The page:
Illegal Immigration is a Crime (2013)
Each year the Border Patrol apprehends hundreds of thousands of aliens who flagrantly violate our nation's laws by unlawfully crossing U.S. borders. Such illegal entry is a misdemeanor, and, if repeated after being deported, becomes punishable as a felony.
The illegal alien population is composed of those who illegally enter the country (referred to as "entry without inspection — EWI") in violation of the immigration law, and others enter legally and then sty illegally (referred to as overstayers). The immigration authorities currently estimate that two-thirds to three-fifths of all illegal immigrants are EWIs and the remainder is overstayers. Both types of illegal immigrants are deportable under Immigration and Nationality Act Section 237 (a)(1)(B) which says: "Any alien who is present in the United States in violation of this Act or any other law of the United States is deportable."
Illegal Immigration Is Not A Victimless Crime
Apologists for illegal immigration try to paint it as a victimless crime, but the fact is that illegal immigration causes substantial harm to American citizens and legal immigrants, particularly those in the most vulnerable sectors of our population — the poor, minorities, and children.
Illegal immigration causes an enormous drain on public funds. The seminal study of the costs of immigration by the National Academy of Sciences found that the taxes paid by immigrants do not begin to cover the cost of services received by them.1 The quality of education, health care and other services for Americans are undermined by the needs of endless numbers of poor, unskilled illegal entrants.
Additionally, job competition by waves of illegal immigrants desperate for any job unfairly depresses the wages and working conditions offered to American workers, hitting hardest at minority workers and those without high school degrees.
Illegal Immigration And Population Growth
Illegal immigration also contributes to the dramatic population growth overwhelming communities across America — crowding school classrooms, consuming already limited affordable housing, and increasing the strain on precious natural resources like water, energy, and forestland. Until the recent economic recession and high unemployment, the immigration authorities estimated that the population of illegal aliens was increasing by an estimated half million people annually.
Illegal Immigration Undermines National Security
While most illegal immigrants may come only to seek work and a better economic opportunity, their presence outside the law furnishes an opportunity for terrorists to blend into the same shadows while they target the American public for their terrorist crimes. Some people advocate giving illegal aliens legal status to bring them out of the shadows, but, if we accommodate illegal immigration by offering legal status, this will be seen abroad as a message that we condone illegal immigration, and we will forever be faced with the problem.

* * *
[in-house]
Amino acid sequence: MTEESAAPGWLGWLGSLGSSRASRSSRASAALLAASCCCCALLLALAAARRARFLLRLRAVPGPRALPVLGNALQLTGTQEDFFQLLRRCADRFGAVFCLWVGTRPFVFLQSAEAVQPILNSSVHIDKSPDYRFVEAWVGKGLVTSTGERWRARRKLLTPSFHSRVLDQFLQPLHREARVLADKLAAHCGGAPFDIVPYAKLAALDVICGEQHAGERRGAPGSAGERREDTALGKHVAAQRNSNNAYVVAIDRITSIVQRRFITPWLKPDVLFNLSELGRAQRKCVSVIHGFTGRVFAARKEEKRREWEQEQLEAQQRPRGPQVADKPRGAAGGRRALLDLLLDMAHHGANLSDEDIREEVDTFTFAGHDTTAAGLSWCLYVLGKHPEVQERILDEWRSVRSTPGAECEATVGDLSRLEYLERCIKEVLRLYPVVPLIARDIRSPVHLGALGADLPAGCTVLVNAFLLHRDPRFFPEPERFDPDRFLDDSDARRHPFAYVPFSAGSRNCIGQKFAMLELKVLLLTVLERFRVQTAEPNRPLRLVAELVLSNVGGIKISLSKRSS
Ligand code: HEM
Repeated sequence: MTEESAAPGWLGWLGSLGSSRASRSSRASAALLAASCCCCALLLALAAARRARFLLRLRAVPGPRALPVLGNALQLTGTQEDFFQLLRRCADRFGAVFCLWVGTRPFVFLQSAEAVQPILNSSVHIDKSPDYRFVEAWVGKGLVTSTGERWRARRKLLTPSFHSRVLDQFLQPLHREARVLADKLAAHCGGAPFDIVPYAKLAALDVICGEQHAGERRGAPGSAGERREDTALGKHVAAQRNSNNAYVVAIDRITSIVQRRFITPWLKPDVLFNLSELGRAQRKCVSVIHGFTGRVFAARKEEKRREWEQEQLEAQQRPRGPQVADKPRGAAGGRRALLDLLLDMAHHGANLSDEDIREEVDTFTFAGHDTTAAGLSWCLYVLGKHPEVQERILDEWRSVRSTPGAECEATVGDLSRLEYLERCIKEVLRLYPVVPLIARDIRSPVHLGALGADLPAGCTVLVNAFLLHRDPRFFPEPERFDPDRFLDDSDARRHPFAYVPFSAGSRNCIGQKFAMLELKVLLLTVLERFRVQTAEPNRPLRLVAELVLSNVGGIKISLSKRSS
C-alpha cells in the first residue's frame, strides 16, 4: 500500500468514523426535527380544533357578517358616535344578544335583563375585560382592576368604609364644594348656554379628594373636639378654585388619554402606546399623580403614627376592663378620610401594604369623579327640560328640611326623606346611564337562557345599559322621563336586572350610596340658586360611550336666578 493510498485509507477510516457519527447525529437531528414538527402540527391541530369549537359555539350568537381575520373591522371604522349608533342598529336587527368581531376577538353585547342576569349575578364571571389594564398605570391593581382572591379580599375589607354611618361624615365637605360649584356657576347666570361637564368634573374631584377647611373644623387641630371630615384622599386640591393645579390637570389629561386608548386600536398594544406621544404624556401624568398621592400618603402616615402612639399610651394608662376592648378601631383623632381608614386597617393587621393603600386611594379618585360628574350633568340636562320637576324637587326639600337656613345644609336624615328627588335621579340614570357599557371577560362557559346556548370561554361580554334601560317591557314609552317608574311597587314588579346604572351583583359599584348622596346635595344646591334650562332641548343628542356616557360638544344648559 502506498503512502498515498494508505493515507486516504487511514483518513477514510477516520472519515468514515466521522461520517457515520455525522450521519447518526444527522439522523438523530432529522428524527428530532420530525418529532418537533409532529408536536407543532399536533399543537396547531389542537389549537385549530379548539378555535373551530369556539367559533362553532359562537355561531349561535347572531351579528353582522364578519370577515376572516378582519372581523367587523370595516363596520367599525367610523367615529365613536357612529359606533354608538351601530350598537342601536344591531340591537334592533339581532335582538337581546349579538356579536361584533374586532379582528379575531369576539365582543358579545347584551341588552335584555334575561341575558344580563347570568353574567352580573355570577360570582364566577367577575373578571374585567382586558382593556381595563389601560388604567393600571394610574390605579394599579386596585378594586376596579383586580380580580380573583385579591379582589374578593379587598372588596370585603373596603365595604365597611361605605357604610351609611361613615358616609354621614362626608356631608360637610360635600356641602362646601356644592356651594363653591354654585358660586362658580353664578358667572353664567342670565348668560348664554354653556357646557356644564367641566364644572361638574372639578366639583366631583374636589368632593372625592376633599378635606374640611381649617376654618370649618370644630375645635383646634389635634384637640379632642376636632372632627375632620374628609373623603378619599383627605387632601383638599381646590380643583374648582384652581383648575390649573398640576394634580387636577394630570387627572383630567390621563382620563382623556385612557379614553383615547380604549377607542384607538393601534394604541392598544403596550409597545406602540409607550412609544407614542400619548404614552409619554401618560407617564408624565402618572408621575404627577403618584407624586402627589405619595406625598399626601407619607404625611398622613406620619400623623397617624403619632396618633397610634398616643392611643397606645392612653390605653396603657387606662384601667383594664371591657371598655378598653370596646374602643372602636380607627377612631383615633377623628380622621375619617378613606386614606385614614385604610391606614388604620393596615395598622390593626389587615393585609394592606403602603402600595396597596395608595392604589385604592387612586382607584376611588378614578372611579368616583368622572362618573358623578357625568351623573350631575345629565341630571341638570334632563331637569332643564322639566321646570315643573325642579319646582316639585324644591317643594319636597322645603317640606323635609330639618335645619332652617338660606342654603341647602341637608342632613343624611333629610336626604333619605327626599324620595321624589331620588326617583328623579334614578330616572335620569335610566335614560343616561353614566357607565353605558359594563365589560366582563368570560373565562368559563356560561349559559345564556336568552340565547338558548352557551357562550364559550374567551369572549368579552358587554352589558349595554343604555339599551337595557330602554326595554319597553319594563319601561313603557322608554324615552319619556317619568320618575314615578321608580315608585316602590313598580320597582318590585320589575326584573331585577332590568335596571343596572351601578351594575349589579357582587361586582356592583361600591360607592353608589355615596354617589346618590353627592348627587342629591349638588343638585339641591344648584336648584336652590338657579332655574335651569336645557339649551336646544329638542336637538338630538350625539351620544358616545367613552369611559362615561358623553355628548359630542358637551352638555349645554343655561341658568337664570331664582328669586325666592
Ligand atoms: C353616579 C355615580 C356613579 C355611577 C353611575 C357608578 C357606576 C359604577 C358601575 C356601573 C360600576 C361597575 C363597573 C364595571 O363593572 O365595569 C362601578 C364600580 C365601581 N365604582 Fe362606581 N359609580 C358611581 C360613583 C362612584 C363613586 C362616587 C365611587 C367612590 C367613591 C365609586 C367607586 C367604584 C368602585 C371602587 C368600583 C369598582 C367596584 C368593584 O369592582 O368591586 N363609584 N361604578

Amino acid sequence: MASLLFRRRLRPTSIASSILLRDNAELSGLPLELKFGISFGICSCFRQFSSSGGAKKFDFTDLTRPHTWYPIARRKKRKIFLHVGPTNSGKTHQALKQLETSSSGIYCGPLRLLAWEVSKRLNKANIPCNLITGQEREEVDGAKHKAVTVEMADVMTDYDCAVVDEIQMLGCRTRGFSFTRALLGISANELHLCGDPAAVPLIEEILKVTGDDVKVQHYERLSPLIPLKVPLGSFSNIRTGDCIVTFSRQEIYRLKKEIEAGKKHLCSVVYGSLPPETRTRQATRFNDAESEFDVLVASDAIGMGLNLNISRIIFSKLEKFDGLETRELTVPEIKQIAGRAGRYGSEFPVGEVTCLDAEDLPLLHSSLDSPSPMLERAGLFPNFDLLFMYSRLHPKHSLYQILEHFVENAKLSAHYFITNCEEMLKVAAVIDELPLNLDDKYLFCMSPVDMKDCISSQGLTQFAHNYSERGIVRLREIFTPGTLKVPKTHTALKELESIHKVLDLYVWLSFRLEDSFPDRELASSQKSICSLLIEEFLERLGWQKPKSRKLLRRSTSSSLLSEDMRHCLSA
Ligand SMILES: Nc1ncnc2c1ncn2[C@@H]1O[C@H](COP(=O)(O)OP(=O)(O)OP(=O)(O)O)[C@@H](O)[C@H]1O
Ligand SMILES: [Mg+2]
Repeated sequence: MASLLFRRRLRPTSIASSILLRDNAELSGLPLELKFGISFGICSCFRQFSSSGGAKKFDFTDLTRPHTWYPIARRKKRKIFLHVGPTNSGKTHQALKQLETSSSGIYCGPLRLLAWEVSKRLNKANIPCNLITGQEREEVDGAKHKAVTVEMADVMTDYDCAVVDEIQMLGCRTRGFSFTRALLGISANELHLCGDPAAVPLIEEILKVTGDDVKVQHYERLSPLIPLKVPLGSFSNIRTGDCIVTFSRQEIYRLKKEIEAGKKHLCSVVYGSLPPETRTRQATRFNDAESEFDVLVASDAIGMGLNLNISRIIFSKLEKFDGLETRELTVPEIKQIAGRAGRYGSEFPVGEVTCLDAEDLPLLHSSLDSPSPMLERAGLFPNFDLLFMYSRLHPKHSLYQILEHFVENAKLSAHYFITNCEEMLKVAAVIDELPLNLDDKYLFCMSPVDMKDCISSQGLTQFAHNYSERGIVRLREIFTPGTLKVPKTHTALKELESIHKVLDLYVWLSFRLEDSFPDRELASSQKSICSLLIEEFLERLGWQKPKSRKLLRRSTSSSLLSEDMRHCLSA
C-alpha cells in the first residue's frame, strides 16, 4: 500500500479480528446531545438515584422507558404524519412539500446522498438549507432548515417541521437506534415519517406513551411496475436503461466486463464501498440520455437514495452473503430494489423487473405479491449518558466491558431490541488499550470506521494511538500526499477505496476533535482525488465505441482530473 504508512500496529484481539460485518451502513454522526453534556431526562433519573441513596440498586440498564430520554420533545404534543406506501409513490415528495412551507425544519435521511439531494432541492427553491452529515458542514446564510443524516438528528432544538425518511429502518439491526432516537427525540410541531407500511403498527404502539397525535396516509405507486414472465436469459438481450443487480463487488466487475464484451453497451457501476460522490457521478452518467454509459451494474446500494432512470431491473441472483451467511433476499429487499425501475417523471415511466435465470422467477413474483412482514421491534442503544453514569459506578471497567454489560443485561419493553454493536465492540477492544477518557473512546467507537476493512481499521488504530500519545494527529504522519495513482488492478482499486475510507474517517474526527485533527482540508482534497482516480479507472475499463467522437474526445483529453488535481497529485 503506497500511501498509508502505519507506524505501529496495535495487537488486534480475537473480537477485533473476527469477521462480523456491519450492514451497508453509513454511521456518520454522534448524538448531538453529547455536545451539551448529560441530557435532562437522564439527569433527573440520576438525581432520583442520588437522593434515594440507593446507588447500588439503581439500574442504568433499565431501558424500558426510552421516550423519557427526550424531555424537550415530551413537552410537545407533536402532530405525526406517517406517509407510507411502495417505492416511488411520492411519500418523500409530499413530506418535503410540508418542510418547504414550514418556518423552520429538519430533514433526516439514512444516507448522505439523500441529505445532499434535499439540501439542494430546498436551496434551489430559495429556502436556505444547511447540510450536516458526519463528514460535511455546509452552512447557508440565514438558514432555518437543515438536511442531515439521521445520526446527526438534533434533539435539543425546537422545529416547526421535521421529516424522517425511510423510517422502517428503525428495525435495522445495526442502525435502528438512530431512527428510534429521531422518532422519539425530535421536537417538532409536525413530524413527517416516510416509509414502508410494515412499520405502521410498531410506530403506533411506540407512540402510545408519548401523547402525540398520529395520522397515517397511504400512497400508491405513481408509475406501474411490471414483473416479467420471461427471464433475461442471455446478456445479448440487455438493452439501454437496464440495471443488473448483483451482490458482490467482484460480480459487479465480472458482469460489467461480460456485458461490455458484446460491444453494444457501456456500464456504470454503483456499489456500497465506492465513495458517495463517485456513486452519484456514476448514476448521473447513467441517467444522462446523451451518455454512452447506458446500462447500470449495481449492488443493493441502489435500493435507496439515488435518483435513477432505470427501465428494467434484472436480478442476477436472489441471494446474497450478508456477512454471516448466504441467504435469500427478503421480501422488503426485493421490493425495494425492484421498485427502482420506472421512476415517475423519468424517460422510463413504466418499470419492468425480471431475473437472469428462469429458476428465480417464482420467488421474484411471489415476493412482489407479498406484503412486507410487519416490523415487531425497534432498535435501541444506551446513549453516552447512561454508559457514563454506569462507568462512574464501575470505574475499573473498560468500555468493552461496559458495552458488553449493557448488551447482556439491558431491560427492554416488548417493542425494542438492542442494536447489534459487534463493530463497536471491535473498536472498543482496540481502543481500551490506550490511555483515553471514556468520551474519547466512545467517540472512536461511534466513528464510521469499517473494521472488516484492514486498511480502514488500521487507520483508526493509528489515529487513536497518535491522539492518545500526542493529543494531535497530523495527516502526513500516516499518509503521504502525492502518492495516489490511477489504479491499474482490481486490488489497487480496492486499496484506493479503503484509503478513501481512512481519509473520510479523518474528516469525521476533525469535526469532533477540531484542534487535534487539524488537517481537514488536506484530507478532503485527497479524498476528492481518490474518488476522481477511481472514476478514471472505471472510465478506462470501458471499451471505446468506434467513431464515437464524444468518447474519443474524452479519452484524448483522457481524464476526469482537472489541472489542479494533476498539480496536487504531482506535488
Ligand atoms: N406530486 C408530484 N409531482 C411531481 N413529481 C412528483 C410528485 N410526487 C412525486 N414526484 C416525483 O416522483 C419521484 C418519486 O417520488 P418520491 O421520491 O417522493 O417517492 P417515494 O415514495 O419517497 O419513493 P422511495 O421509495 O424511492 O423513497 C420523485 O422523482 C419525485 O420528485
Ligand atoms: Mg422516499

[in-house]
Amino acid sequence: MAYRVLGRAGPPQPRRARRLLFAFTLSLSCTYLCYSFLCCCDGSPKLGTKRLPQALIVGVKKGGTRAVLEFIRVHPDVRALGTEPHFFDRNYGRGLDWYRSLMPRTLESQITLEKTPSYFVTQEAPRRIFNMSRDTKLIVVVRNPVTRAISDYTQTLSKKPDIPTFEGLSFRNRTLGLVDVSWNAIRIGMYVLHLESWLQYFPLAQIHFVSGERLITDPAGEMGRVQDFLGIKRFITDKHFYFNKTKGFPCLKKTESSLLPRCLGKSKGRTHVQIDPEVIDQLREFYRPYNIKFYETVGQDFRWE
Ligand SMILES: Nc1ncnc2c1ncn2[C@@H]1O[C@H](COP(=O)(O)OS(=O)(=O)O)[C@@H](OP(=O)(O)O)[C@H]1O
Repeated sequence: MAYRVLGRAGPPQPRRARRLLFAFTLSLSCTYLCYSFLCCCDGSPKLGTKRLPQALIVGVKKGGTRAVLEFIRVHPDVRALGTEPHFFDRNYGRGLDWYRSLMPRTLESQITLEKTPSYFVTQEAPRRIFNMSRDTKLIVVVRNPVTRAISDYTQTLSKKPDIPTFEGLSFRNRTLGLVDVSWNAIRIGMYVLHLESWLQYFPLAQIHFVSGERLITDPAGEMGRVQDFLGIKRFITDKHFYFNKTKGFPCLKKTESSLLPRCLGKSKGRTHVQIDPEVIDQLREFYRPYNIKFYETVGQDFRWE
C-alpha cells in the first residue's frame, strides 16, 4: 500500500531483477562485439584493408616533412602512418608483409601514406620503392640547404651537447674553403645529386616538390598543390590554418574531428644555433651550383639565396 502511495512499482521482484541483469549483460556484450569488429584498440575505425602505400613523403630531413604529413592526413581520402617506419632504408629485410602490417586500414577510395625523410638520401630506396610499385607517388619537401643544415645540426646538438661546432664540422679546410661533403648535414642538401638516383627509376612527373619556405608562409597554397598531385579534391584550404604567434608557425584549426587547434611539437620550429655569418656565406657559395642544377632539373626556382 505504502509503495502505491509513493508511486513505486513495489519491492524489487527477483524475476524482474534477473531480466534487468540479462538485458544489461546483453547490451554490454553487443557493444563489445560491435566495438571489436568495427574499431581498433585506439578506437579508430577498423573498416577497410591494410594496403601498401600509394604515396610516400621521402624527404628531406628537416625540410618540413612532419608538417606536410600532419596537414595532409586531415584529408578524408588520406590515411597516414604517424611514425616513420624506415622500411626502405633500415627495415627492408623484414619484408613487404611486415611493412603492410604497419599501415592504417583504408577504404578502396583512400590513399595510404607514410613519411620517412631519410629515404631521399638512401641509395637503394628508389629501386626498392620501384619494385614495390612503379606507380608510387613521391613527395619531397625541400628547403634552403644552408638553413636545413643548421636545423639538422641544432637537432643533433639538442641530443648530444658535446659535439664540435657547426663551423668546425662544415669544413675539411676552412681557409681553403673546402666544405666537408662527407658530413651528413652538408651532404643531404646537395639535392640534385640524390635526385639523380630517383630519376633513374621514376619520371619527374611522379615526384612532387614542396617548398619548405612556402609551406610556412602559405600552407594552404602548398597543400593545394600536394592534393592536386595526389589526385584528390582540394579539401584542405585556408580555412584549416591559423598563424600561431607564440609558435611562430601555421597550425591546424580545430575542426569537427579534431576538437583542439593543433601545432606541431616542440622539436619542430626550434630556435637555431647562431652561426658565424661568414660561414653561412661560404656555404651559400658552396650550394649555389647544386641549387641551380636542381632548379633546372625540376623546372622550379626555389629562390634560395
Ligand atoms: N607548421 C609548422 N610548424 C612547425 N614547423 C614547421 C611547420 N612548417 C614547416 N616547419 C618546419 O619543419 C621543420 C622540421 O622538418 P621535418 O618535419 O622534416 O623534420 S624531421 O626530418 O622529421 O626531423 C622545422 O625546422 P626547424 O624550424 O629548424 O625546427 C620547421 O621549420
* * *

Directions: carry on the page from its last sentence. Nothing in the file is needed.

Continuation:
Border Patrol: Necessary But Not Sufficient
The Border Patrol plays a crucial role in combating illegal immigration, but illegal immigration cannot be controlled solely at the border. The overstayers as well as the EWIs who get past the Border Patrol must be identified and removed by the interior immigration inspectors of Immigration and Customs Enforcement (ICE). Today, the policies of the Obama administration are working at cross purposes to this objective. ICE is constrained from detaining and deporting most illegal aliens they encounter with the exception of those with criminal convictions or threats to the national security.
What Can Be Done?
There must be a comprehensive effort to end illegal immigration. That requires ensuring that illegal aliens will not be able to obtain employment, public assistance benefits, public education, public housing, or any other taxpayer-funded benefit without detection.
The three major components of immigration control — deterrence, apprehension and removal — need to be strengthened by Congress and the Executive Branch if effective control is ever to be reestablished. Controlling illegal immigration requires a balanced approach with a full range of enforcement improvements that go far beyond the border. These include many procedural reforms, beefed up investigation capacity, asylum reform, documents improvements, major improvements in detention and deportation procedures, limitations on judicial review, improved intelligence capacity, greatly improved state/federal cooperation, and added resources.
What About The Costs?
Effective control and management of the laws against illegal immigration require adequate resources. But those costs will be more than offset by savings to states, counties, communities, and school districts across the nation.
- "The New Americans: Economic, Demographic, and Fiscal Effects of Immigration," National Research Council, 1997